wren

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wren,

small, plump perching songbird of the family Troglodytidae. There are about 60 wren species, and all except one are restricted to the New World. The plumage is usually brown or reddish above and white, gray, or buff, often streaked, below. Wrens are similar to sparrows but have longer, slender bills and usually perch with their tails cocked straight up. They are valuable insect destroyers. Among the best singers are the canyon, Carolina, and winter wrens. Most wrens nest in natural holes and cavities; house wrens, which range over most of the United States and S Canada, will nest in boxes built for them and in crannies about dwellings. Also found in North America are the cactus, rock, and marsh wrens. The common European wren is a winter wren. Wrens are classified in the phylum ChordataChordata
, phylum of animals having a notochord, or dorsal stiffening rod, as the chief internal skeletal support at some stage of their development. Most chordates are vertebrates (animals with backbones), but the phylum also includes some small marine invertebrate animals.
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, subphylum Vertebrata, class Aves, order Passeriformes.

Wren

 

(Troglodytes troglodytes), a bird of the family Troglodytidae of the order Passeriformes. The body length measures 10−12 cm long; the bird weighs 8–11 g. The plumage is grayish brown.

The wren is distributed in Europe, North Africa, Asia, and North America. In the USSR it is found from the western borders to the Kuril Islands (except Western and Central Siberia). In the northern part of its area of distribution it is a migratory bird, while in the south it is not. The wren stays in coniferous and leafy forests in dense underbrush. In the mountains of Middle Asia and on the Komandorskie and Kuril islands it is found on cliffs and in sparse thickets. The nest is globular, with a side entrance. The clutch contains six or seven eggs, which are white with reddish spots. The wren incubates the eggs 14–15 days. It feeds primarily on spiders and small insects; it also eats seeds and berries.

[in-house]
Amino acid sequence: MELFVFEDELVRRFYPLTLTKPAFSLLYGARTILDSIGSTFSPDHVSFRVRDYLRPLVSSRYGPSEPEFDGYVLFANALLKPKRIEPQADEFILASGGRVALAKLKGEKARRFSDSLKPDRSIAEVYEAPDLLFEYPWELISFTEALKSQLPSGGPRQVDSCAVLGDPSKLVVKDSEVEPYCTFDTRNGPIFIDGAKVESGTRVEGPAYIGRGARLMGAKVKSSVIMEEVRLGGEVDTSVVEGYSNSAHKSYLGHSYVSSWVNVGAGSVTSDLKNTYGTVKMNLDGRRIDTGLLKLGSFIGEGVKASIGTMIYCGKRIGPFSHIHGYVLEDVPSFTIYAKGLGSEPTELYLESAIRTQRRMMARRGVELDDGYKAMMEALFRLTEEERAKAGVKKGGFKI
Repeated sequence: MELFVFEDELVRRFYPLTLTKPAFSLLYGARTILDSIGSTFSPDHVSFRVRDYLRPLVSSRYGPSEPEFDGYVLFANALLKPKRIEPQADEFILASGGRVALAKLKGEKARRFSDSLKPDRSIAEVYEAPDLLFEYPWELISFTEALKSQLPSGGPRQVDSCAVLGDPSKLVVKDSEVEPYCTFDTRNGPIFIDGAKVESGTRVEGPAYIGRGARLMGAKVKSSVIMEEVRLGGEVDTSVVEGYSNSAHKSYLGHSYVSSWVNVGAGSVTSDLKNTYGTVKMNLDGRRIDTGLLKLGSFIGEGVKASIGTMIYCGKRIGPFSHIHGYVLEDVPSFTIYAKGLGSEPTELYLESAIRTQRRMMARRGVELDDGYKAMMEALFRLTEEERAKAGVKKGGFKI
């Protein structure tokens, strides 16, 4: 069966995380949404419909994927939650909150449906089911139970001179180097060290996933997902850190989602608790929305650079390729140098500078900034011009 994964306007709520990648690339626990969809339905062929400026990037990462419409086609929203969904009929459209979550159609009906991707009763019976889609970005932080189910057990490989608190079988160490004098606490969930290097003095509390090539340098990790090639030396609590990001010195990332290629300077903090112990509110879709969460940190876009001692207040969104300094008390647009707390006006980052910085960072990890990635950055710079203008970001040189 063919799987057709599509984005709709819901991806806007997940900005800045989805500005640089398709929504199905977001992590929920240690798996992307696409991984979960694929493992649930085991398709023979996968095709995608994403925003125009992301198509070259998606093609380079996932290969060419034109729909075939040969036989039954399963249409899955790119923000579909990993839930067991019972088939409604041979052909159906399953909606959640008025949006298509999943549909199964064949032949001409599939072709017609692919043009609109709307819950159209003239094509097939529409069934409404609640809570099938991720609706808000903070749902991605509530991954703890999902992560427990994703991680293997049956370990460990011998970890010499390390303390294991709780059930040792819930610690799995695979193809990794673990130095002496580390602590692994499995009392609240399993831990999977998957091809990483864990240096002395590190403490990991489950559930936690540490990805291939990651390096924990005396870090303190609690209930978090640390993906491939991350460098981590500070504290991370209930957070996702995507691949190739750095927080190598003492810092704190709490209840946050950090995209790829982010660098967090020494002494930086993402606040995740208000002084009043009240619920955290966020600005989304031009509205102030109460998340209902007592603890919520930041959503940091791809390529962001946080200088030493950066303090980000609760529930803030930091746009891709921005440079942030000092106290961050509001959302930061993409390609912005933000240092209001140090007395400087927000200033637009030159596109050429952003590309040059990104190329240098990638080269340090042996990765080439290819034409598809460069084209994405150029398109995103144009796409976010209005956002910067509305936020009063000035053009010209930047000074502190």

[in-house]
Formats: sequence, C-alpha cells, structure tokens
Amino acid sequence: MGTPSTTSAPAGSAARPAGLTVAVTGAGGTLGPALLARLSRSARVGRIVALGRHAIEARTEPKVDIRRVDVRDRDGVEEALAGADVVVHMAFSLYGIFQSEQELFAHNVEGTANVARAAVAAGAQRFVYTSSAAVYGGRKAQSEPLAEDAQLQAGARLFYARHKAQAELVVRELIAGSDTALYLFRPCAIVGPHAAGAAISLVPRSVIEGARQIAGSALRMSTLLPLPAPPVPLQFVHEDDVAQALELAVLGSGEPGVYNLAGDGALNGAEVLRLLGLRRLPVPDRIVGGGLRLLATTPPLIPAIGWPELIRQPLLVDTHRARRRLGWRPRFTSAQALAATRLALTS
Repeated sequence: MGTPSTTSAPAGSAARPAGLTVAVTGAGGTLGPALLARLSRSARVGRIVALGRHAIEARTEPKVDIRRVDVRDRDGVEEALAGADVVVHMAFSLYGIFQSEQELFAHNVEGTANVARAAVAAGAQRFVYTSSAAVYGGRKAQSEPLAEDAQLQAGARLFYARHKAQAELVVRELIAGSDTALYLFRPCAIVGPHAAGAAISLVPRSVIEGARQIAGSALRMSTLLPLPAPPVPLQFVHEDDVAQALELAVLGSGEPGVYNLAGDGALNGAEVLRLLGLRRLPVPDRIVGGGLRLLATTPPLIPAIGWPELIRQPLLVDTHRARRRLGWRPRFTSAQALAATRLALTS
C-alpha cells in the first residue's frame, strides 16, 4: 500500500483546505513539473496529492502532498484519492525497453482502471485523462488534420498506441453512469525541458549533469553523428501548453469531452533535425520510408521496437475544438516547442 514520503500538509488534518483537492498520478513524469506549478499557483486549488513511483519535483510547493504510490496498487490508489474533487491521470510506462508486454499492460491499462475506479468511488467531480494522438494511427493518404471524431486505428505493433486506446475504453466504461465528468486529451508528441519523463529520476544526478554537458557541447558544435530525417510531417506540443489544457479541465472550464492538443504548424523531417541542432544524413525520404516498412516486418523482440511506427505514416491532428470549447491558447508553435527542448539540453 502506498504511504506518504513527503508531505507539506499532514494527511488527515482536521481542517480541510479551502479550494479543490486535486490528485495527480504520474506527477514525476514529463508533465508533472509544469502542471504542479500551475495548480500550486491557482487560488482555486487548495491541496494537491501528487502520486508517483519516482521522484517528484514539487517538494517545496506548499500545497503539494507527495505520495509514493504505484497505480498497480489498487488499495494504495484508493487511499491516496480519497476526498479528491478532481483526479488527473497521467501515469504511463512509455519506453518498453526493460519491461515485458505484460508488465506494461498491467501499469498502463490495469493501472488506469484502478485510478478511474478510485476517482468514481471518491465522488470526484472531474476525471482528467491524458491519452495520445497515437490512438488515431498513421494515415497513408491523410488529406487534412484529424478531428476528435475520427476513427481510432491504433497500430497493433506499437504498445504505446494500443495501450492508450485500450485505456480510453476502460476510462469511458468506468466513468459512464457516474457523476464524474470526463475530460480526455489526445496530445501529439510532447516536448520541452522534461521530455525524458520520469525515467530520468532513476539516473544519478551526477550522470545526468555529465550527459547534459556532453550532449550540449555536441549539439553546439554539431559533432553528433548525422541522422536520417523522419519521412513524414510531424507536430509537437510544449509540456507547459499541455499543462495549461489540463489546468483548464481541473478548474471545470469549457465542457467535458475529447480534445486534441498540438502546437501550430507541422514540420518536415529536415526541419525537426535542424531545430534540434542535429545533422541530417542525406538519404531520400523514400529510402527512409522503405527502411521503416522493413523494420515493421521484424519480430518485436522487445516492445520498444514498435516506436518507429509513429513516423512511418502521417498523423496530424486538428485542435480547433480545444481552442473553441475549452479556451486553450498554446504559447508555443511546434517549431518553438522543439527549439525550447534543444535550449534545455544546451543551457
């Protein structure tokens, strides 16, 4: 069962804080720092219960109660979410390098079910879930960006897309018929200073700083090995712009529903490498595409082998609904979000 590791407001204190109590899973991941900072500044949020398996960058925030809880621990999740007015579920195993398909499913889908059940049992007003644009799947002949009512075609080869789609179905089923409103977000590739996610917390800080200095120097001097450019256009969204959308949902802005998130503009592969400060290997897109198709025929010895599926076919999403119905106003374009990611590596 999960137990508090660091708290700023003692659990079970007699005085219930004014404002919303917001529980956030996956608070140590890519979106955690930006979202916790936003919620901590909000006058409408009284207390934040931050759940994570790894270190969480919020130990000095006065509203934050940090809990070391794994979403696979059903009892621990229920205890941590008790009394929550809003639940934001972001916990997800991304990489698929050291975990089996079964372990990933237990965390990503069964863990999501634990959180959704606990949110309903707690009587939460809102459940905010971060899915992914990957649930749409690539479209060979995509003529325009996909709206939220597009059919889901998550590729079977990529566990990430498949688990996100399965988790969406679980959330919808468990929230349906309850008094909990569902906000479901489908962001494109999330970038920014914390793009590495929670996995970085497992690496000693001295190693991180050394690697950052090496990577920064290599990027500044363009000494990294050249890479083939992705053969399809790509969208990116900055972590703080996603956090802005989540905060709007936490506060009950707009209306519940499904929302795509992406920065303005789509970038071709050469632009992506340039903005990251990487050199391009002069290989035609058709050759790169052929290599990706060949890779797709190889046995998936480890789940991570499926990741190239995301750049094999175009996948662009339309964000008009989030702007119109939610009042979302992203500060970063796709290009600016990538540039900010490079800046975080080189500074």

wren

[ren]
(vertebrate zoology)
Any of the various small brown singing birds in the family Troglodytidae; they are insectivorous and tend to inhabit dense, low vegetation.

wren

1. any small brown passerine songbird of the chiefly American family Troglodytidae, esp Troglodytes troglodytes (wren in Britain, winter wren in the US and Canada). They have a slender bill and feed on insects
2. any of various similar birds of the families Muscicapidae (Australian warblers), Xenicidae (New Zealand wrens), etc.

Wren

Sir Christopher. 1632--1723, English architect. He designed St Paul's Cathedral and over 50 other London churches after the Great Fire as well as many secular buildings